Threats rise for listed investment
Top marks to the tax experts at Pitcher Partners for alerting investors and business owners to the additional tax penalties facing company shareholders not eligible to claim a cash refund of imputation credits on their dividends. The Pitcher Partner analysis highlights that retirees and other low tax investors will be penalised for investing via listed investment and other company structures.
Investing directly in personal names or via a trust, all income received is taxed only in the hands of the recipient. When a company structure is used to own assets, the situation changes dramatically with all income except franked dividends received from domestic shares subject to the separate company tax levied on all income received by the company.
The company tax covers realised capital gains, personal exertion income, rent, interest income, unfranked dividends and taxable overseas income. All these possible sources of income are subject to company tax before distribution to shareholders as dividends.
The imputation credit system was introduced to ensure company owners are not adversely affected when dividends received are taxed again in the recipients' hands.
This is achieved by allowing full credit including via cash refunds for company tax already paid when the dividends received are subject to tax.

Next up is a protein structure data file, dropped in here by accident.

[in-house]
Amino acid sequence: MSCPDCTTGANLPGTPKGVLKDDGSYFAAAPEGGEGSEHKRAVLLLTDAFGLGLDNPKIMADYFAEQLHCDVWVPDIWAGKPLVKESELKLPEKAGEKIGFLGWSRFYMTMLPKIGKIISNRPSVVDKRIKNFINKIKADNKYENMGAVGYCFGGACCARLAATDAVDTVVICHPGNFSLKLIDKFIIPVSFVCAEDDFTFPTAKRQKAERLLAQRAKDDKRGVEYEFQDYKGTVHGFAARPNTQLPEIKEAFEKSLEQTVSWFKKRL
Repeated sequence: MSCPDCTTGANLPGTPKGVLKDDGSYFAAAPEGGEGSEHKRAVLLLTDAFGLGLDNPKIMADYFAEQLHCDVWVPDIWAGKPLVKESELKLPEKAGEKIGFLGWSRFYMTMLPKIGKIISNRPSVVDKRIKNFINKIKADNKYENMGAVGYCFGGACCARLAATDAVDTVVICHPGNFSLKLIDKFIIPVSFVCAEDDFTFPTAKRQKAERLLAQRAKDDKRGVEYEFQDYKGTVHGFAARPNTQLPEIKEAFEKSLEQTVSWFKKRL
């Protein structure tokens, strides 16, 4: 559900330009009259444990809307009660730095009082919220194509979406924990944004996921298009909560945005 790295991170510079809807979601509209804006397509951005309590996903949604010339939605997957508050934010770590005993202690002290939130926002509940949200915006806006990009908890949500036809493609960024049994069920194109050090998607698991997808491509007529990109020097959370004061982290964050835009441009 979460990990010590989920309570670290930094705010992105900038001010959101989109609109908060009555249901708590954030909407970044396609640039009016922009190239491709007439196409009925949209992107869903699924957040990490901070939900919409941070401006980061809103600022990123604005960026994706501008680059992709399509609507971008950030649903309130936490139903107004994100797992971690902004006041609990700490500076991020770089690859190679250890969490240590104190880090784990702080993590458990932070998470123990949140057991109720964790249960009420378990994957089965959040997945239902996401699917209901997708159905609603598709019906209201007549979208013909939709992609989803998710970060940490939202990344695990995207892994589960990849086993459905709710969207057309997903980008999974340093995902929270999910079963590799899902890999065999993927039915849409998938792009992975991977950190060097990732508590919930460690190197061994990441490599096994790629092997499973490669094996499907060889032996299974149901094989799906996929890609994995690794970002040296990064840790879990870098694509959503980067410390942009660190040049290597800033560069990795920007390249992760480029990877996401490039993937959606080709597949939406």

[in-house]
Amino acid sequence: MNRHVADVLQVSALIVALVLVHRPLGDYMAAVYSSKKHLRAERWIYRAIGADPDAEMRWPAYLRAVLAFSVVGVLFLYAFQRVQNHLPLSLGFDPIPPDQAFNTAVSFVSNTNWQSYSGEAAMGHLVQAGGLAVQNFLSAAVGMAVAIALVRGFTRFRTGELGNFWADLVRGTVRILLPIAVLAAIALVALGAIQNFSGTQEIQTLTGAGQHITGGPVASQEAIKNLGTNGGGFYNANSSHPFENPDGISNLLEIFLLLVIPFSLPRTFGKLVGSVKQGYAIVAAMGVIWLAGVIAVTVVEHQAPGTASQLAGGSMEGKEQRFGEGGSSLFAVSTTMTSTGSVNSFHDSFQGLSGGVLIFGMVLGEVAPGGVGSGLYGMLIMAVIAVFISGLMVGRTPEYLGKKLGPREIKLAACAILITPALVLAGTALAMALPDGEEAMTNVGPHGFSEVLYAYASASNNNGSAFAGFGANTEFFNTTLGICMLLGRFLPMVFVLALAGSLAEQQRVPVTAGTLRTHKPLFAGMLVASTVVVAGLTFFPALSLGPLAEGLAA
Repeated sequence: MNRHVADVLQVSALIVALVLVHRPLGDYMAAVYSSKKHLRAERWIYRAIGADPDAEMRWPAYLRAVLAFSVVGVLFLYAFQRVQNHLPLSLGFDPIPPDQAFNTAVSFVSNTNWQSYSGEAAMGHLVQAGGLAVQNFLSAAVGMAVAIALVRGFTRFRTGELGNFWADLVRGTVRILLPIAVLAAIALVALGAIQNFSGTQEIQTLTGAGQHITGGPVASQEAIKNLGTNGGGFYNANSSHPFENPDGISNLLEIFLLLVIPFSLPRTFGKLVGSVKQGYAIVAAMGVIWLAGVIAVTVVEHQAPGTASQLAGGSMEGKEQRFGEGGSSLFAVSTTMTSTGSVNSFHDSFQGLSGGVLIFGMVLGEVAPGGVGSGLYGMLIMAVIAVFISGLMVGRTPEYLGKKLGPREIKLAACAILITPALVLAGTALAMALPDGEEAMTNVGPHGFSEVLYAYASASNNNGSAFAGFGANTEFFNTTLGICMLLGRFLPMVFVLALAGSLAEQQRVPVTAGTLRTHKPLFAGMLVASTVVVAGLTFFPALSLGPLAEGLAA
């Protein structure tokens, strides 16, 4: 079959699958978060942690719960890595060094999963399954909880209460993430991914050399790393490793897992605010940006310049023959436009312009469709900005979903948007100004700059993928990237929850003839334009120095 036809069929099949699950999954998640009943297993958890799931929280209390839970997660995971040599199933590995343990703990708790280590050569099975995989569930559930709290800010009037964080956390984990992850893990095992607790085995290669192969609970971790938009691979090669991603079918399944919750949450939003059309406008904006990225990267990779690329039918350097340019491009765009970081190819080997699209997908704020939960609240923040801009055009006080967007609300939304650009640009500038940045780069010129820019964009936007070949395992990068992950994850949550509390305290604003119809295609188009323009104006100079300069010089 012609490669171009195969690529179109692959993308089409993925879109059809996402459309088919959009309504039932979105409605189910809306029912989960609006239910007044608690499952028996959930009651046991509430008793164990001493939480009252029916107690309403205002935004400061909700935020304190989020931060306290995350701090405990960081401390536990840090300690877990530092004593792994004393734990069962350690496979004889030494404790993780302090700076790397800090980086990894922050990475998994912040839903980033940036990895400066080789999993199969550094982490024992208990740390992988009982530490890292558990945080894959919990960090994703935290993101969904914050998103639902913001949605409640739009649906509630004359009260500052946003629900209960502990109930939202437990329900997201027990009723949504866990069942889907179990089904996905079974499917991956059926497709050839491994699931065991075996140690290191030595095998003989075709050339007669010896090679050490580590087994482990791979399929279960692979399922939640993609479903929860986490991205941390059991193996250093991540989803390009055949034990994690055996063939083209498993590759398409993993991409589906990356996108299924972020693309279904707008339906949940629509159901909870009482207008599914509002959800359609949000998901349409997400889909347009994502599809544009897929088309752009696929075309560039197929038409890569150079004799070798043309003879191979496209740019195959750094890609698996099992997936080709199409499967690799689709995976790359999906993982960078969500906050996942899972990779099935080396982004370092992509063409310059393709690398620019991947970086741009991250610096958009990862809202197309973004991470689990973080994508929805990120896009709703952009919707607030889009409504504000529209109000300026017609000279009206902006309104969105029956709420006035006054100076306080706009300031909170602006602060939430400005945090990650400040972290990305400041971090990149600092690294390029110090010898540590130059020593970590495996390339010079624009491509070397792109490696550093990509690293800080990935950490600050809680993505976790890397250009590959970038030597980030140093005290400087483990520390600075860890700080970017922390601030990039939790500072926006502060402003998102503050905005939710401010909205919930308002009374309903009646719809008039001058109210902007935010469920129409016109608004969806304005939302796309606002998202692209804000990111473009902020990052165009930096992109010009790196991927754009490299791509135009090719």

This tax structure ensures that paying company tax does not disadvantage investors including lower income taxpayers, superannuation and pension funds whose marginal income tax rates are lower than the company tax rate. The situation changes dramatically without a cash refund of excess franking credits.
If investors are unable to receive a cash refund when their imputation credits exceed their tax liability, they will be penalised for using a company structure including listed investment companies to own their investments. Not only will they lose part or all their imputation credits from their share investments but they also will face heavier tax bills on all other income received and taxed in the hands of the company managing their investments.
This will encourage direct personal investments and the use of trusts to own assets to avoid being subject to the separate company tax. Trusts have been and will continue to be the principal structure to own managed real estate investments while exchange-traded funds (ETFs) have blossomed as a highly popular way of owning managed share portfolios in recent years.
Without cash refunds of franking credits, the tax system will further increase the popularity of both these investment structures with retirees and other low rate taxpayers.